I posted a little while back about the iPhone and the love affair I’m having with it. That love affair continues, but not without a slight bitter aftertaste at the moment. Last week, the iPhone and I engaged in some heavy duty handling while I was in Sydney, and now I’m faced with, horror of horrors, restriction of service due to exceeding my credit cap.
(‘Colors’, by incase designs. Accessed from Flickr.)
I feel a bit stupid really. You hear about kids who get a phone and run up exhorbitant bills and here I am, a seemingly responsible adult, doing just that!
So, the upshot of all this is that I’ll be reviewing my plan and upgrading so that I can continue to check email, update Twitter, browse webpages, download and use apps, and maybe, just maybe, find some time to call a friend or two on the phone. It really is an amazing device. Take a look at Josh Catone’s post, ‘Back to School: Top 10 iPhone Apps for Students’. Some great Apps are featured and I think you’ll see why we should be embracing these devices and allowing use of them in classrooms. My son and daughter received iTouch’s for Christmas; to my way of thinking, they should be permitted to access school networks and use these devices in school for educational purposes. Now, just need to convince them to download a few of these Apps rather than Bubblewrap or Papertoss!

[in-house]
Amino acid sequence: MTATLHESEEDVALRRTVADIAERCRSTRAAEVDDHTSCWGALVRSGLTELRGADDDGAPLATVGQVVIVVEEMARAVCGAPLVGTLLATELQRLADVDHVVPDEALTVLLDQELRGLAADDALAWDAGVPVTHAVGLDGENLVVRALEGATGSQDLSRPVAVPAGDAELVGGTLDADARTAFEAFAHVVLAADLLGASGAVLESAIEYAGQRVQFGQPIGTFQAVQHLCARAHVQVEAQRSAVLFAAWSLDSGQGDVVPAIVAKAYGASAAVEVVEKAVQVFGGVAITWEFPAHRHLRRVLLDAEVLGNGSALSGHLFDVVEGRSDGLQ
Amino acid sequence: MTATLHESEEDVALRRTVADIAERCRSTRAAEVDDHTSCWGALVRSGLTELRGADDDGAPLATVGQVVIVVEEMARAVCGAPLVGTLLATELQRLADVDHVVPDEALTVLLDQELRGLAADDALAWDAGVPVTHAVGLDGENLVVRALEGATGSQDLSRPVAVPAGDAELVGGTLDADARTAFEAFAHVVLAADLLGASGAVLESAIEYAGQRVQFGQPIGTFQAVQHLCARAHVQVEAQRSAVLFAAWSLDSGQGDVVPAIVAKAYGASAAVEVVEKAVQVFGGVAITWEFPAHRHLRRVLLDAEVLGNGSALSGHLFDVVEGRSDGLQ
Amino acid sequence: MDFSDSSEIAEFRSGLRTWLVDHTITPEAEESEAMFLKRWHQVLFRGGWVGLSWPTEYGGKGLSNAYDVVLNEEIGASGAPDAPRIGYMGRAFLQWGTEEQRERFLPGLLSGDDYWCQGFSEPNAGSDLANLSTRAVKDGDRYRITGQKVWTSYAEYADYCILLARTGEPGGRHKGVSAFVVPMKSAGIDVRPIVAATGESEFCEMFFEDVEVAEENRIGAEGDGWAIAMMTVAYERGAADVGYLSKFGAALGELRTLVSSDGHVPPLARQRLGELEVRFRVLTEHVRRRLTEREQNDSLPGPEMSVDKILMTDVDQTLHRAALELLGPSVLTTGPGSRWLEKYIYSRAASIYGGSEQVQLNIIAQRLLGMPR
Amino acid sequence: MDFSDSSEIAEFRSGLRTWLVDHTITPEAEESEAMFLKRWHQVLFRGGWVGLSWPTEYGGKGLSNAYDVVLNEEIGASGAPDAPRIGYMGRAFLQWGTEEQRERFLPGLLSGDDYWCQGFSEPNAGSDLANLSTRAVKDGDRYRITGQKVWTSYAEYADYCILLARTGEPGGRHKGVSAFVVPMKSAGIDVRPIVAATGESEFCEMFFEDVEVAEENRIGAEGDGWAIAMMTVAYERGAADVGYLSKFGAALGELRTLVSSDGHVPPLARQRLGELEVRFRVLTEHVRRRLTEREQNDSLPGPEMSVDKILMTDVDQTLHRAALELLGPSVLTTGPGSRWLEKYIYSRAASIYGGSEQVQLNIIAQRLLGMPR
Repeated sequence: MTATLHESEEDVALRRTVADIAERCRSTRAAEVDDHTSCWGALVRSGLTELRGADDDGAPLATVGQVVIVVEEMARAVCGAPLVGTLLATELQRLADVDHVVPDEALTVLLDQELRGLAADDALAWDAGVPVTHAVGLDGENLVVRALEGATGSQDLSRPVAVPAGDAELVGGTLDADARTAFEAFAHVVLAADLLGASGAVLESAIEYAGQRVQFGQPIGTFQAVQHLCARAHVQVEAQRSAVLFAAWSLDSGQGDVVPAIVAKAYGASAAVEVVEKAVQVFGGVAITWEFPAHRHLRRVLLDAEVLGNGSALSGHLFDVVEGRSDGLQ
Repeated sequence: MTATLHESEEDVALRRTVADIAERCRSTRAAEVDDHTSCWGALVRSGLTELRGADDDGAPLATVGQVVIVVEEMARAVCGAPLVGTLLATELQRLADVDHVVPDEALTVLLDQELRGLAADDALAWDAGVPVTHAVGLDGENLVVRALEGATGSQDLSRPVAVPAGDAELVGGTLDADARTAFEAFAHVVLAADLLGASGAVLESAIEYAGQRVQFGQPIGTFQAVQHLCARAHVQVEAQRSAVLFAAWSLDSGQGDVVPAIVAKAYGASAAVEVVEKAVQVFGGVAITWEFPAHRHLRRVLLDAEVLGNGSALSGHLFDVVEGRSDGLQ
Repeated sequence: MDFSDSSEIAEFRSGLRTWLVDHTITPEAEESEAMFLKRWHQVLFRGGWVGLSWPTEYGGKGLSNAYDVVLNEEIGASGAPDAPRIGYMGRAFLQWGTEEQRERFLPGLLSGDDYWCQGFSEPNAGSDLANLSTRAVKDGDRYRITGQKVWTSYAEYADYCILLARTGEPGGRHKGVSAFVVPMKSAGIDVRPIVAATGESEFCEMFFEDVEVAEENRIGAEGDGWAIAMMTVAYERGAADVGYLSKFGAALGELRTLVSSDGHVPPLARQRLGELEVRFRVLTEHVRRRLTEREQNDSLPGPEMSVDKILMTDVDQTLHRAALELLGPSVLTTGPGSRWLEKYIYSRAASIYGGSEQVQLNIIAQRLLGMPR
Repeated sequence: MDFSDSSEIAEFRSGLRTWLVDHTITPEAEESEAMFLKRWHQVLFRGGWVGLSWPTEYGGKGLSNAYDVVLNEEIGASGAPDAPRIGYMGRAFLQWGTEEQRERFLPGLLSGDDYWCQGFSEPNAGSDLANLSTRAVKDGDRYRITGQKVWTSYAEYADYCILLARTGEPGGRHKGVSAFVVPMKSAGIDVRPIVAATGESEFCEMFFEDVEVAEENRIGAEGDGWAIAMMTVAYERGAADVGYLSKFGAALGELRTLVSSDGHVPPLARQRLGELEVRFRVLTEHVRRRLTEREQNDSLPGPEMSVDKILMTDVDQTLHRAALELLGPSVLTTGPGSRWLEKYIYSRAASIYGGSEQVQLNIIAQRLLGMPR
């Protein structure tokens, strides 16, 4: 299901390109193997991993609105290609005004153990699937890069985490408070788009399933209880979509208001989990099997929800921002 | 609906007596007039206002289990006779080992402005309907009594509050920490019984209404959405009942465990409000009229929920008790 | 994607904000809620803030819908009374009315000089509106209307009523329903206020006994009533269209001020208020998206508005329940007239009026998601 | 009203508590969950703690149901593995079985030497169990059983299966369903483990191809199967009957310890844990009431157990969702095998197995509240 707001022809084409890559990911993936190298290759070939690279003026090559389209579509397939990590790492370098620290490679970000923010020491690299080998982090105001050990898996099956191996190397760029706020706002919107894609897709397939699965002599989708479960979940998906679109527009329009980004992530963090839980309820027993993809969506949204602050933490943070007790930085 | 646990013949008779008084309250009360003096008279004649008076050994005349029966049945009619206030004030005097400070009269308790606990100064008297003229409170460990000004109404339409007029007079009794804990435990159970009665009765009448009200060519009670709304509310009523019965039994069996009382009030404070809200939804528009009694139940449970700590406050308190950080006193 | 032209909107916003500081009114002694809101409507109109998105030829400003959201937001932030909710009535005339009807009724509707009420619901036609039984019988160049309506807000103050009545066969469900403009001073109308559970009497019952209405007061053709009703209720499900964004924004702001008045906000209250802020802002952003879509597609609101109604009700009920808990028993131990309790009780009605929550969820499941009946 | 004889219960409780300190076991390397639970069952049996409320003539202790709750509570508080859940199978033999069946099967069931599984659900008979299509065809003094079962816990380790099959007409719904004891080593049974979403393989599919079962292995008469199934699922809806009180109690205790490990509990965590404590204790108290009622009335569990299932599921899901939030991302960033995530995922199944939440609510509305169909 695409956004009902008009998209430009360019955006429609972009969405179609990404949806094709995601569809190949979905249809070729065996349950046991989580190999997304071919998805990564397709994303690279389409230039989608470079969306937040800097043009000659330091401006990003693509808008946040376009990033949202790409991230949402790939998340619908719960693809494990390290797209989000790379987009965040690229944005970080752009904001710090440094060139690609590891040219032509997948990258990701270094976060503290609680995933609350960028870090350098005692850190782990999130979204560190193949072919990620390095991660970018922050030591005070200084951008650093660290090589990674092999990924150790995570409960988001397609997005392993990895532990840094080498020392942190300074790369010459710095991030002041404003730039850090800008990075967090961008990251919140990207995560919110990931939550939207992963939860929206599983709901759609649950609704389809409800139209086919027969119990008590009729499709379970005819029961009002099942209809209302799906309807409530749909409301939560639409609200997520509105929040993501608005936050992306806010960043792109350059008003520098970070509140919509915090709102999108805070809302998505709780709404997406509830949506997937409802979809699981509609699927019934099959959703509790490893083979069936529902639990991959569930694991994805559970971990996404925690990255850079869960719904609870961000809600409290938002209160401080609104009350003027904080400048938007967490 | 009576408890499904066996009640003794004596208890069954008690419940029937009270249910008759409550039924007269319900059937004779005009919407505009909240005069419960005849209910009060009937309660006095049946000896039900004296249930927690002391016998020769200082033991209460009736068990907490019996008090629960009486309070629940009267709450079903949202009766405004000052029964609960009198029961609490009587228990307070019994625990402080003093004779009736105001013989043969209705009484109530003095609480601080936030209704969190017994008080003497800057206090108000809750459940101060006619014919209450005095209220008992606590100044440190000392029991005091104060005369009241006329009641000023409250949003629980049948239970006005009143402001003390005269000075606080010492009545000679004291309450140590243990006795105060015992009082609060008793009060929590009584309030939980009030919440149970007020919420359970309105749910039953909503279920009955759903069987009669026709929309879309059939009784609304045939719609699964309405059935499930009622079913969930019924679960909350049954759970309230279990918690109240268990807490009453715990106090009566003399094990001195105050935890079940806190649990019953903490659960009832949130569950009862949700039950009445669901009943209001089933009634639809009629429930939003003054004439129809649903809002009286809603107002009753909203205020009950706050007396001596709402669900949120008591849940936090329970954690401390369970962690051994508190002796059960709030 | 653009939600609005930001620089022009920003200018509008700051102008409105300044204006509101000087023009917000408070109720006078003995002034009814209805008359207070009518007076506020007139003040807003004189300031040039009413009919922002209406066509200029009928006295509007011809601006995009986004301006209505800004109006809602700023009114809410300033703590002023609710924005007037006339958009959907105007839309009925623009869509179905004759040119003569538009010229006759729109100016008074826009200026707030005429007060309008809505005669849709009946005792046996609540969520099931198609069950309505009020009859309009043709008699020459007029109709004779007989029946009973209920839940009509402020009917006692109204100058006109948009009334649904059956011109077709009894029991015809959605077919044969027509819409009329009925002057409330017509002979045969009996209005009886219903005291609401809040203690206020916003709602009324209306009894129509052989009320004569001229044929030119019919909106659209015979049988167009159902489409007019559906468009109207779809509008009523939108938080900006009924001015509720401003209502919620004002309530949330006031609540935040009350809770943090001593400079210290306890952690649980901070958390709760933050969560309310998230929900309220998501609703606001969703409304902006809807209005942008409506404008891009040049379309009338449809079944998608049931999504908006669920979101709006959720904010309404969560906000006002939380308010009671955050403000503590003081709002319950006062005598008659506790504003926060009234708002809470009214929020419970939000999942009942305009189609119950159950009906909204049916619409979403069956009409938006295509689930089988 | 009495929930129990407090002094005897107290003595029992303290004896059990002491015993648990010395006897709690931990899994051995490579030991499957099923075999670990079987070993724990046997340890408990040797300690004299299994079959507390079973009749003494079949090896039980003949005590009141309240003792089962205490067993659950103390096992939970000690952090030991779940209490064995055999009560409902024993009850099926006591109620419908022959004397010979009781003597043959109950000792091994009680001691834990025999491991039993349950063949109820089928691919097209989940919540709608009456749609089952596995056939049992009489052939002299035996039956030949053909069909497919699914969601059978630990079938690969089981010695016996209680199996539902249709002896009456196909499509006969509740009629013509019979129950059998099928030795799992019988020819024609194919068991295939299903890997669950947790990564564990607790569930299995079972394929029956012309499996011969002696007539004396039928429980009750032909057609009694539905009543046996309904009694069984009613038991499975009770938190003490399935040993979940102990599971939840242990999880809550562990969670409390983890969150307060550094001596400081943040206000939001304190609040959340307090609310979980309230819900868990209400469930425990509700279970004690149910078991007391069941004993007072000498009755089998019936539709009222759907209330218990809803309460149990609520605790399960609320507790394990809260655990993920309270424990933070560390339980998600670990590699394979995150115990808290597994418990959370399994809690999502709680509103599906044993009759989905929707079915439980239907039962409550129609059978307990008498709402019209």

I’m on camp at the moment and the iPhone has come into its own for me. I’ve only had it for a week and a half, but already I am viewing mobile technologies and their relevance for education in a whole new light.
The phone has become my digital camera for camp happy snaps. I can upload the pictures easily to my computer for the blog I am writing for the parents. It’s even taken video of my daughter’s efforts on the giant swing. It’s my instant weather update. In the heat we are experiencing I am able to check the CFA updates to see if fire conditions might be an issue for us. I can stay connected to school and my online network through the access I have to email and twitter. If I wanted to, I could read Macbeth or A Christmas Carol (or any other out of copyright book!) through the Stanza application. I can access the iPod within it and listen to the Red Hot Chili Peppers. In the tent my Just Light application is acting as a torch so I can locate what I need in the dark. The Google Maps application assisted us on the first day when our bus driver got lost and we couldn’t find the camp location. Google got us there!
Why on earth wouldn’t any student who has one of these powerful tools in their pocket not be using it in classrooms today? Why would any school ban them from access to information they can use for the course they are studying? My iPhone has been configured to my school’s network so that it will tap into it when I’m there. My thinking is that we should be doing the same for the students. Rather than ban, let’s embrace and support them in using these tools to their maximum potential. I know that I have only tapped the surface of what it can do. Can’t wait to see what more I can learn.